"Like a Stone" is a song by American rock band Audioslave, featured on their 2002 debut studio album, Audioslave. When released as the band's second single in January 2003, the song topped both the BillboardHot Mainstream Rock Tracks and Hot Modern Rock Tracks charts, and reached number 31 on the Hot 100 chart, making it their biggest US hit. "Like a Stone" has been certified Gold by the RIAA. It became the fifth best performing alternative song on the Alternative Songs chart of the decade and the eighth best performing rock song on the Mainstream Rock chart of the decade.
Bassist Tim Commerford claims that the song is about an old man waiting for death, who sits in a house alone after all his friends and family have passed on, waiting to be reunited with them. However, while Commerford originally thought it was a song about love and romance, band's singer and songwriter Chris Cornell explains that "It's a song about concentrating on the afterlife you would hope for, rather than the normal monotheistic approach: You work really hard all your life to be a good person and a moral persona and fair and generous, and then you go to hell anyway."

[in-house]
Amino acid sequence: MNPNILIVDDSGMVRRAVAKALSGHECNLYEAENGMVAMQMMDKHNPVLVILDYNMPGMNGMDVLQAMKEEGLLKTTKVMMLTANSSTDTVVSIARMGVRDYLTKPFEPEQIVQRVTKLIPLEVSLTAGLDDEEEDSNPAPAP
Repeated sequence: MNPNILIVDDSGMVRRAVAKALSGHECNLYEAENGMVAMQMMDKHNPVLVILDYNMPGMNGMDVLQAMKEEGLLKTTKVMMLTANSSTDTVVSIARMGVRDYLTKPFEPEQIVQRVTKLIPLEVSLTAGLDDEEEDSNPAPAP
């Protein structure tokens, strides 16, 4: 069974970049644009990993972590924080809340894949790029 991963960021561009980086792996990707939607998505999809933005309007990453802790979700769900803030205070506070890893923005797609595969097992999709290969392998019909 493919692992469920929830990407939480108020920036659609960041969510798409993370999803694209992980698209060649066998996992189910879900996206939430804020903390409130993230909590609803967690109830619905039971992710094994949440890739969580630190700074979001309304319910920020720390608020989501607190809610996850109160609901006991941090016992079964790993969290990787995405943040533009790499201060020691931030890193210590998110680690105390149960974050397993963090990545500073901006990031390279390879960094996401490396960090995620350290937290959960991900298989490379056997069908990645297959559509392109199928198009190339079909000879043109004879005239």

The melancholy and certain parts of the lyrics of "Like a Stone" has prompted some to wonder if Cornell wrote the song about late Alice in Chains singer Layne Staley, who died in April 2002. Cornell has denied this, saying "No. I'm not one of those guys where, like, something happens and then I go run around, 'Ooh, 9/11, and now it's 9/12, let me write about that. I wrote the lyrics before he died. [...] You can misinterpret that stuff pretty easy, but I don't tend to sit down and plan on writing about a specific issue. They come up or they don't."
The music video for "Like a Stone" was written and directed by Grammy winner Meiert Avis, who has also directed videos for State Radio, U2, Bruce Springsteen, Bob Dylan, J-Lo and many others. The video was produced by Oualid Mouaness, edited by Jim Rhoads and set in an old Spanish mansion in Los Angeles where Jimi Hendrix once lived and wrote. Commerford's then 1-year-old son was featured in the video.